CROWN POINT | The growing popularity of mini marathons as fundraisers has city officials looking at the impact on municipal resources.
"We're not looking to limit the number of them," said Keith Stevens, Crown Point chief of staff. "But if this trend is going to continue, it's just good government to know what the impact is."
Stevens will research the economic and manpower consequence to police, fire, emergency management and other city resources of what typically is a run/walk of between one and three miles along city streets to raise money and draw attention to a cause.
With four runs approved already this year, "the whole goal is to just make sure that when we view these events and when we give approvals we make sure we have a true appreciation of what we're giving approval for," Stevens said.
Up to 20 Emergency Management Department members, who are paid per call, help manage traffic and handle emergencies in larger 5K runs, Director Kelly Miller said.
City police officers can be called on to direct traffic or patrol routes, and the Fire Rescue Department to provide emergency medical services, Stevens said.
"Almost all of the city departments get involved," Stevens said.
One of the largest, and possibly the longest running, is the Hub Run, now in its 33rd year.
The YMCA-sponsored event raised $25,000 after expenses last year, with more than 1,700 participants, said Chris Mallers, Southlake branch executive director.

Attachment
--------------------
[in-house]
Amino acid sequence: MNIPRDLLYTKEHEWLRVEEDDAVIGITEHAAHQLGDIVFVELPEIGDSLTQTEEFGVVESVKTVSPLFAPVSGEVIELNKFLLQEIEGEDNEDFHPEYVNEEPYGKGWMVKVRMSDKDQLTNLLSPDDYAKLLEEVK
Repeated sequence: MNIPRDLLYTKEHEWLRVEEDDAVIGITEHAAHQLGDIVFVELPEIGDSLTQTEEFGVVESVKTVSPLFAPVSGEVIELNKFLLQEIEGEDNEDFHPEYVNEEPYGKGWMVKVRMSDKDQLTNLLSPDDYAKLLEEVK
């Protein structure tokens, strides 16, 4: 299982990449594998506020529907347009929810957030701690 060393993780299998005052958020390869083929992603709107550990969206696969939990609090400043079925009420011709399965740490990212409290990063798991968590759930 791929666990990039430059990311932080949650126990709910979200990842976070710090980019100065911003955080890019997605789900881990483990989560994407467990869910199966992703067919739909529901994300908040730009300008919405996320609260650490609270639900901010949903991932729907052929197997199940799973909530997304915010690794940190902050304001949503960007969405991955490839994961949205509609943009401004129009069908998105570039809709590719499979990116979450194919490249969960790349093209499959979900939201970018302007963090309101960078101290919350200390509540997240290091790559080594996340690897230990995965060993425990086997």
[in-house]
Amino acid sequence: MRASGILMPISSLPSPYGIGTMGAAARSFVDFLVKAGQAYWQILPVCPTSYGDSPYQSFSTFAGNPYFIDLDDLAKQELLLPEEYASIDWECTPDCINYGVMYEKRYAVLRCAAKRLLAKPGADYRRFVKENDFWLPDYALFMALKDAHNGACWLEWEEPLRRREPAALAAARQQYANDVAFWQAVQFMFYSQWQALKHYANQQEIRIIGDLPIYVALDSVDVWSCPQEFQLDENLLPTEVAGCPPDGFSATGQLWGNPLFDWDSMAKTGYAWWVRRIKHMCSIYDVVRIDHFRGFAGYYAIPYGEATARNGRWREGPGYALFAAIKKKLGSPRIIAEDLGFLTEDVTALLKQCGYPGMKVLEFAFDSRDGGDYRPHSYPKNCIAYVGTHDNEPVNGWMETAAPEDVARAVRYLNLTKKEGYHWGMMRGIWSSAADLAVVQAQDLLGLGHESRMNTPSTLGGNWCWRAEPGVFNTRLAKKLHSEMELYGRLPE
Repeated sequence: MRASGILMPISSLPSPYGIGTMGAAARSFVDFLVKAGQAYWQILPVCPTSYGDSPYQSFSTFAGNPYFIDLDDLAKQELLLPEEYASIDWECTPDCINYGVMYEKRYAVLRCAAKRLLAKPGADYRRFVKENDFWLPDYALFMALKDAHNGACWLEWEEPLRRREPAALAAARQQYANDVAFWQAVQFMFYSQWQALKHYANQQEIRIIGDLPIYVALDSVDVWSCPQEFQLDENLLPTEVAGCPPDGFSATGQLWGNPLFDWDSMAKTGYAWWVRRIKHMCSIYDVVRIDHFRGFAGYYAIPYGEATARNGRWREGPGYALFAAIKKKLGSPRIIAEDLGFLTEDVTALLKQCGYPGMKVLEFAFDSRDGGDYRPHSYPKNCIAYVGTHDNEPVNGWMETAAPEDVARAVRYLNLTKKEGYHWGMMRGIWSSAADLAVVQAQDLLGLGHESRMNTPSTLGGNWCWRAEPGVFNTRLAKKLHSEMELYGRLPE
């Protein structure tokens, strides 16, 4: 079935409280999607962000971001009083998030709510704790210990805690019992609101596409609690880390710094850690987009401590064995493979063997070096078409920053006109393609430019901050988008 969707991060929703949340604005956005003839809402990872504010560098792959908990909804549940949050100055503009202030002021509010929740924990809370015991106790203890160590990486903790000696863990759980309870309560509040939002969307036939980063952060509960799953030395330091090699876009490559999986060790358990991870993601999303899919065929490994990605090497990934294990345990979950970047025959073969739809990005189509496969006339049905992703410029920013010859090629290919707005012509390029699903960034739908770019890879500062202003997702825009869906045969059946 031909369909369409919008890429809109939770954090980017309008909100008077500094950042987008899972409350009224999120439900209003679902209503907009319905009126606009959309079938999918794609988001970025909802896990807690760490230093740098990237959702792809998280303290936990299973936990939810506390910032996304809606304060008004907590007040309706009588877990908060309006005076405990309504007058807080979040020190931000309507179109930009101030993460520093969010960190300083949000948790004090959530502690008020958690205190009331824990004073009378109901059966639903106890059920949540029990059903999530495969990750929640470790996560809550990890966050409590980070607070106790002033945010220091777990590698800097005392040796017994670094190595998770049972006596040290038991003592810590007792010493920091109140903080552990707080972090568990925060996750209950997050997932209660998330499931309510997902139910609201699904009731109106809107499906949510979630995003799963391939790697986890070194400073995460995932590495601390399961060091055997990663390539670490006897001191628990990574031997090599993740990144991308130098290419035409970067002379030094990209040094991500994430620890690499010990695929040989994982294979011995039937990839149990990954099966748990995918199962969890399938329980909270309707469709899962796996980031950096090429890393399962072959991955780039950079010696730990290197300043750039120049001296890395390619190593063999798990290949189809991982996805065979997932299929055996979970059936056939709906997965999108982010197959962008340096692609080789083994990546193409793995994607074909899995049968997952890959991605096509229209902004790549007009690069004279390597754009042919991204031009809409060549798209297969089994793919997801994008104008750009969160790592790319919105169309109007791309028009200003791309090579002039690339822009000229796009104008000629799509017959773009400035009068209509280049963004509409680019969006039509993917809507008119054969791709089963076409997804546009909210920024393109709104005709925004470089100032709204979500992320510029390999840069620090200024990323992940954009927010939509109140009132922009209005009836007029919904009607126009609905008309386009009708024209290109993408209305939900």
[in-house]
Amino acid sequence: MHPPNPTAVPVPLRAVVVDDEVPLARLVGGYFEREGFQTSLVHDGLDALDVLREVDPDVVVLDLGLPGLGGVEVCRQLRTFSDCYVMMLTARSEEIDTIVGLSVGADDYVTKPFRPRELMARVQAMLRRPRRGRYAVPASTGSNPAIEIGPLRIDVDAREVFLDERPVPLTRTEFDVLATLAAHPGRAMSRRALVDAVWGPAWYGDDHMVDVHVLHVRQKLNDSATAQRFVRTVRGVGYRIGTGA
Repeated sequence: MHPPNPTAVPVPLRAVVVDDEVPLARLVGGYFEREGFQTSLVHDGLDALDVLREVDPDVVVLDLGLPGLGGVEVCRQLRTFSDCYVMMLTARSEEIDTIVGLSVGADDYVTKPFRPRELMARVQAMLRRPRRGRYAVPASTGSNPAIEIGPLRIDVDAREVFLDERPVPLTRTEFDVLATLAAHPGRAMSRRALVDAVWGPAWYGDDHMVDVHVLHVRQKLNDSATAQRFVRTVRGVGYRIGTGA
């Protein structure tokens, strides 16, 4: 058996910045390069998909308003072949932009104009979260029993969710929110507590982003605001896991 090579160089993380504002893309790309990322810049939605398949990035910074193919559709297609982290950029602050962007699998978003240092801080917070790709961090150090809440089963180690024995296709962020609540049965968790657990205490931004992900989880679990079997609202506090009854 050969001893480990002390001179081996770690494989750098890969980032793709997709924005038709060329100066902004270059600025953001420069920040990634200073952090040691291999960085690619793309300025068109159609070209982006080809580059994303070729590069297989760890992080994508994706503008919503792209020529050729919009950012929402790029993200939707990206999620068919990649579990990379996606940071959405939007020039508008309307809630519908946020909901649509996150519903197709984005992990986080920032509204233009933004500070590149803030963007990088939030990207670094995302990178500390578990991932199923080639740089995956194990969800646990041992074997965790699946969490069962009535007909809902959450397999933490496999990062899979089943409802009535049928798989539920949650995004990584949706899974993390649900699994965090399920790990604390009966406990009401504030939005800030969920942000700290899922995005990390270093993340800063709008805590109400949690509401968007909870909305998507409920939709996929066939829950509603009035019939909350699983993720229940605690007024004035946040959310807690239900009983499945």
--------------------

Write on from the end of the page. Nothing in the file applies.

The money funds memberships, classes and child care for qualified families who otherwise couldn't afford it and provides YMCA services to people with special needs, Mallers said.
The organization also posts volunteers of its own along the route to help with management, Mallers said.
"It's a huge collaborative effort between the city and us," Mallers said.
A November run planned by the Old Sheriff's House Foundation is a first for the organization, member David Maurer said.
The group, which restores and maintains the Old Lake County Jail and attached Sheriff's House, decided on a 5K after researching ways to fund projects.
"We feel the 5K is a good way to participate. It's a healthy way to be a part of the community," Maurer said.
A growing public appetite for maintaining a healthy lifestyle is helping to popularize 5K events, where participants run or walk up to 5,000 meters, or 3.1 miles, Crown Point officials said.
In looking at ways to manage the events more efficiently, the city could consider such measures as holding two or three smaller runs on a single day and along the same route, Stevens said. Recommendations will be based on the outcome of his research.
The Hub Run and Old Sheriff's House Foundation 5K were among four planned 5K runs approved by city officials so far this year.
Some years saw more, Stevens said.